Had Dixie been genuinely aggressive, I would have taken a different approach, but thankfully, while rude, the barking was where her problems started and ended and I could encourage her through every encounter as needed, rewarding her when she was polite.

Golden retriever lying on its back in the grass

(Image credit: Getty Images)

4. She keeps surprising me

Even now, I’m brought to tears when Dixie faces a fear. She hates going to the vet and I usually have to carry her into the building out of necessity (which I hate doing as it removes her autonomy). Just a week ago, however, given time, and the right motivation (pet shop sausages), Dixie took her quivering bottom into the vet herself and even accepted a treat from the receptionist and the vet nurse. 

We go to the surgery monthly to get her nails trimmed, as I wanted to build up some familiarity with the vet and for it to not just be a place Dixie goes to when she’s hurt or unwell. While it has taken the full six months, lots of praise, and ungodly amounts of sausage, she’s finally reached a place where, if asked, she will walk in on her own. I was so proud, I sobbed the whole way home.

5. As her confidence has grown, so has her comfort zone

When we first started, lino flooring might as well have been lava, and Dixie wouldn’t set foot inside any shop, pub, or cafe that had anything other than carpet. But again, given the right motivation, she’s now happy to give it a shot. The other day, of her own accord, she took me to the pet shop in our village, waited for me to open the door, and then very tentatively stepped onto the lino floor and crept in to have a look around. 

She’s always been pretty clear about where she wants to go for her walk (something we sometimes disagree on) and has favorite places that we visit on our walks. However, the longer we’ve spent together, the more confident she is in going somewhere new. Having worked so hard on building a strong foundation of trust, I think she knows that I won’t take her anywhere bad, and so she’s far happier to go somewhere new and smell unfamiliar smells.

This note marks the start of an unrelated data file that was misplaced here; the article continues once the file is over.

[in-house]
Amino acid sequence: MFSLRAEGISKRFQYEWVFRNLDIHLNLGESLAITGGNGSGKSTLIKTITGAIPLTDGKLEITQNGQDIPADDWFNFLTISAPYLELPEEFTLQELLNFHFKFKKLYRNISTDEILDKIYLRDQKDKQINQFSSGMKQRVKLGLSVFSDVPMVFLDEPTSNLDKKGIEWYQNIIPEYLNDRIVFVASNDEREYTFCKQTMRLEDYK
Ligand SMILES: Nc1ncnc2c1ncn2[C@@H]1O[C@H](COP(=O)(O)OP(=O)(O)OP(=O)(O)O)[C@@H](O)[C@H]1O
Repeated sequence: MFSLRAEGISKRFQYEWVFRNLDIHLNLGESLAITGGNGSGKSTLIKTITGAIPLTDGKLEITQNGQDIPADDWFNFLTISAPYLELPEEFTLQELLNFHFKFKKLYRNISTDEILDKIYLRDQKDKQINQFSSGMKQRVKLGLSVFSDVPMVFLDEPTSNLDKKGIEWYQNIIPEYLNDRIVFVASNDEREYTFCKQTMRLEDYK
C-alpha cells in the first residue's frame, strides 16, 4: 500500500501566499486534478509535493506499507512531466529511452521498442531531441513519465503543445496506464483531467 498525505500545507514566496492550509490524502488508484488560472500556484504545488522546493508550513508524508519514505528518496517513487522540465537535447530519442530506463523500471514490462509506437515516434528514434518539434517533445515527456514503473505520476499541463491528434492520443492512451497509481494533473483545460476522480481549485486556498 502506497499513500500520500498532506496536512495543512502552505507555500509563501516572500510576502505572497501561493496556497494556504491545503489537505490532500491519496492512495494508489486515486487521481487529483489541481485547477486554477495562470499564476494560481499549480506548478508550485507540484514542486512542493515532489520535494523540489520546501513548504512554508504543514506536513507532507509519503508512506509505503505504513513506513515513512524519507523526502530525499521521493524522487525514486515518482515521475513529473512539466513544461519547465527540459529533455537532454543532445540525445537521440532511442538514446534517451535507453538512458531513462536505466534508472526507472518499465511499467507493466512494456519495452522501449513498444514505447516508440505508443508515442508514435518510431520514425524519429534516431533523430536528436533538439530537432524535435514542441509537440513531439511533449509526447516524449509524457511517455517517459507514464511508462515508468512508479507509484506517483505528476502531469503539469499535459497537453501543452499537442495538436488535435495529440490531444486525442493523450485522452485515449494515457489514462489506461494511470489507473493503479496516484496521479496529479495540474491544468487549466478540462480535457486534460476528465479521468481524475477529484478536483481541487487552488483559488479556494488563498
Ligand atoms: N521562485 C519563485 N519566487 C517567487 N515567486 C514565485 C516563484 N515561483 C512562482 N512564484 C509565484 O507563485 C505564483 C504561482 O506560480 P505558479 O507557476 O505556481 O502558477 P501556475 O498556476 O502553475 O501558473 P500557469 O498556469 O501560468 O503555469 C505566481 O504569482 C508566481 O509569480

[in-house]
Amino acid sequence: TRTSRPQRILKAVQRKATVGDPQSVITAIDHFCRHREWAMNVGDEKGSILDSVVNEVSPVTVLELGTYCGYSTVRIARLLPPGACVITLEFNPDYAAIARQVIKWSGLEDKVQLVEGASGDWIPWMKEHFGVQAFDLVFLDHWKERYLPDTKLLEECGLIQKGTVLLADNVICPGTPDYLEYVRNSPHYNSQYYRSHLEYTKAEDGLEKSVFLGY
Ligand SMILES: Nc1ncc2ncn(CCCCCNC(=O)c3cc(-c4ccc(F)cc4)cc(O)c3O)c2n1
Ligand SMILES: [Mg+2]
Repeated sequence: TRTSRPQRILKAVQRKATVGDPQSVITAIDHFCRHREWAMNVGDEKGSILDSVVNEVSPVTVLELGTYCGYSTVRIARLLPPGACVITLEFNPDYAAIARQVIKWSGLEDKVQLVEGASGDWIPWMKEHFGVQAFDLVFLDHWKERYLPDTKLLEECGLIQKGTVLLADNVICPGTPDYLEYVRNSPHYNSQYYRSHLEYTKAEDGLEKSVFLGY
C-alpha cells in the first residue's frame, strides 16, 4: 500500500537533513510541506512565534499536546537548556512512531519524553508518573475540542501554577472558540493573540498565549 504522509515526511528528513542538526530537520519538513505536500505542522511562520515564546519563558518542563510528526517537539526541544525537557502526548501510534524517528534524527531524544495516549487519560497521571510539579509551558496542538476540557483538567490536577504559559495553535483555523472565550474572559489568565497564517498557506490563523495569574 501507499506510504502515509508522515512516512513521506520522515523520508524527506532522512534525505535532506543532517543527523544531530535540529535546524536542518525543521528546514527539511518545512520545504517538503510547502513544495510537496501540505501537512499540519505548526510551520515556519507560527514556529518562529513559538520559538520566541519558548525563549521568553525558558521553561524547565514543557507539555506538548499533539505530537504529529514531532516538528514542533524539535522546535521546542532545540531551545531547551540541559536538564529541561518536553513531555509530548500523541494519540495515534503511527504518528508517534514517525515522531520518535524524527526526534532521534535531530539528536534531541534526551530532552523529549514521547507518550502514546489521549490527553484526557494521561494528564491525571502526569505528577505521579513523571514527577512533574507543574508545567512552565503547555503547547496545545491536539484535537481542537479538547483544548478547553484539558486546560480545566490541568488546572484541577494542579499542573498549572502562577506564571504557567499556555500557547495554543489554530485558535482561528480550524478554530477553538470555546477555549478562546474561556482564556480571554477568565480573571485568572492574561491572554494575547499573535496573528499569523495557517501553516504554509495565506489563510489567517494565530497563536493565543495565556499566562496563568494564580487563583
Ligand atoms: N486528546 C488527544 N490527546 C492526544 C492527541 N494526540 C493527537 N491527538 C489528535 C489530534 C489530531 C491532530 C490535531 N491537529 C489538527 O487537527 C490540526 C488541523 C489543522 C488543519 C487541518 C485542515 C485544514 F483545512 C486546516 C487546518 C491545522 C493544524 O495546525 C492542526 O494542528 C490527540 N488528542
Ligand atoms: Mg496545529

6. We had a couple of difficult spells where boundaries were tested

As she grew more settled and confident in herself and her space, Dixie decided that she could go it alone and started running off mid-walk to explore (I’m told this is a “lurcher thing,” but it’s definitely not desirable behavior, so I had to try to nip it in the bud). 

Although I never punished Dixie, I would leash her and take her home immediately once I caught up to her. She remained on a long line for several days after such an incident, until we had worked more on her recall, using high-value treats (the trusty pet shop sausages again) to ensure that she knew when I called her I meant right now. Eventually, the behavior disappeared again and it’s been several months since she’s had a “flight of fancy”. Adem suggests “fading the long line out” as her recall becomes more reliable, as time on the line is not a punishment, but a tool for training and improving the bond of trust. 

Enjoyed this? Check out Lou’s other content, including; ‘I tried everything to help my nervous rescue dog settle, here’s what actually worked’. 

 Adem Fehmi
Adem Fehmi

Owner and founder of Dog-ease, Adem’s passion and fascination with dogs started as a young child and since then he has studied, observed, worked, lived with, and breathed these amazing creatures. Lucky enough to get his first dog at the age of nine (raising the money himself by washing cars and running errands in the local neighbourhood!), he soon learnt two important lessons: 1) That owning a dog was extremely important to him when life got tough and 2) that owning a dog was not always easy and that there was a need to develop a common language between human and dog so that each clearly understood the other.

Lou is an experienced writer and keen dog lover who works at PetRadar's sister site, LiveScience. When Lou isn't covering health and fitness, she's busy spending time with her family dogs or growing all kinds of veggies and flowers on her allotment.